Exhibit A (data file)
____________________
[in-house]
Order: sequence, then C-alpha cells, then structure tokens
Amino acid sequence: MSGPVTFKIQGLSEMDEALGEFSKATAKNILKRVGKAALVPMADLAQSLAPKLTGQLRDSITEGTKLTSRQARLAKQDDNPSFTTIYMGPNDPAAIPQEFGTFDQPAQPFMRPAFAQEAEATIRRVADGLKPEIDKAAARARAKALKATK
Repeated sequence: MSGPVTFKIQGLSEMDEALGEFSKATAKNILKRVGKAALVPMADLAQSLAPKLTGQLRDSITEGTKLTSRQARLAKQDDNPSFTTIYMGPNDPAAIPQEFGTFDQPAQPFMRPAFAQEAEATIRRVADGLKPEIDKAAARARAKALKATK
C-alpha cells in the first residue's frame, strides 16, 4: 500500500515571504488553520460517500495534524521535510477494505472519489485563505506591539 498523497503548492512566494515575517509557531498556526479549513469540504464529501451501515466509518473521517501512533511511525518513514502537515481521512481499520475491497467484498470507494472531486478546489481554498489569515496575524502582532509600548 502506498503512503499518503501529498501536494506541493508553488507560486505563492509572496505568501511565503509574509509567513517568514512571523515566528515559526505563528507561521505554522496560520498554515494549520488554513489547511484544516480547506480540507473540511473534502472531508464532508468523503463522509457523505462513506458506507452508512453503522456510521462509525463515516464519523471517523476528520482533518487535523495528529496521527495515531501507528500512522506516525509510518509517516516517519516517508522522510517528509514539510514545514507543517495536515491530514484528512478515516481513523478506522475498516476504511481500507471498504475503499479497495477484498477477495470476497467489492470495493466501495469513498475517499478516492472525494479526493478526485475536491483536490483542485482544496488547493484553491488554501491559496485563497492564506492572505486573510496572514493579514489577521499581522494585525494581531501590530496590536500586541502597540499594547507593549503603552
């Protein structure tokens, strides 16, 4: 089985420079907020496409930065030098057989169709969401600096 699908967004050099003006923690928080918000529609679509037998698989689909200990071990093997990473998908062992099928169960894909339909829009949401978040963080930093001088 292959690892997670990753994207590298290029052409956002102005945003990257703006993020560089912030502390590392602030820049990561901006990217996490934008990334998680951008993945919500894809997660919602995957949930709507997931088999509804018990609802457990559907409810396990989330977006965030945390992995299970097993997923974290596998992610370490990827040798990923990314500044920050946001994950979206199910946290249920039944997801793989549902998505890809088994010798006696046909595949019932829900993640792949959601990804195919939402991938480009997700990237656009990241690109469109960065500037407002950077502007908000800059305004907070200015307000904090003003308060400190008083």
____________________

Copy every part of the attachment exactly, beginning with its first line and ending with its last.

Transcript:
[in-house]
Order: sequence, then C-alpha cells, then structure tokens
Amino acid sequence: MSGPVTFKIQGLSEMDEALGEFSKATAKNILKRVGKAALVPMADLAQSLAPKLTGQLRDSITEGTKLTSRQARLAKQDDNPSFTTIYMGPNDPAAIPQEFGTFDQPAQPFMRPAFAQEAEATIRRVADGLKPEIDKAAARARAKALKATK
Repeated sequence: MSGPVTFKIQGLSEMDEALGEFSKATAKNILKRVGKAALVPMADLAQSLAPKLTGQLRDSITEGTKLTSRQARLAKQDDNPSFTTIYMGPNDPAAIPQEFGTFDQPAQPFMRPAFAQEAEATIRRVADGLKPEIDKAAARARAKALKATK
C-alpha cells in the first residue's frame, strides 16, 4: 500500500515571504488553520460517500495534524521535510477494505472519489485563505506591539 498523497503548492512566494515575517509557531498556526479549513469540504464529501451501515466509518473521517501512533511511525518513514502537515481521512481499520475491497467484498470507494472531486478546489481554498489569515496575524502582532509600548 502506498503512503499518503501529498501536494506541493508553488507560486505563492509572496505568501511565503509574509509567513517568514512571523515566528515559526505563528507561521505554522496560520498554515494549520488554513489547511484544516480547506480540507473540511473534502472531508464532508468523503463522509457523505462513506458506507452508512453503522456510521462509525463515516464519523471517523476528520482533518487535523495528529496521527495515531501507528500512522506516525509510518509517516516517519516517508522522510517528509514539510514545514507543517495536515491530514484528512478515516481513523478506522475498516476504511481500507471498504475503499479497495477484498477477495470476497467489492470495493466501495469513498475517499478516492472525494479526493478526485475536491483536490483542485482544496488547493484553491488554501491559496485563497492564506492572505486573510496572514493579514489577521499581522494585525494581531501590530496590536500586541502597540499594547507593549503603552
């Protein structure tokens, strides 16, 4: 089985420079907020496409930065030098057989169709969401600096 699908967004050099003006923690928080918000529609679509037998698989689909200990071990093997990473998908062992099928169960894909339909829009949401978040963080930093001088 292959690892997670990753994207590298290029052409956002102005945003990257703006993020560089912030502390590392602030820049990561901006990217996490934008990334998680951008993945919500894809997660919602995957949930709507997931088999509804018990609802457990559907409810396990989330977006965030945390992995299970097993997923974290596998992610370490990827040798990923990314500044920050946001994950979206199910946290249920039944997801793989549902998505890809088994010798006696046909595949019932829900993640792949959601990804195919939402991938480009997700990237656009990241690109469109960065500037407002950077502007908000800059305004907070200015307000904090003003308060400190008083």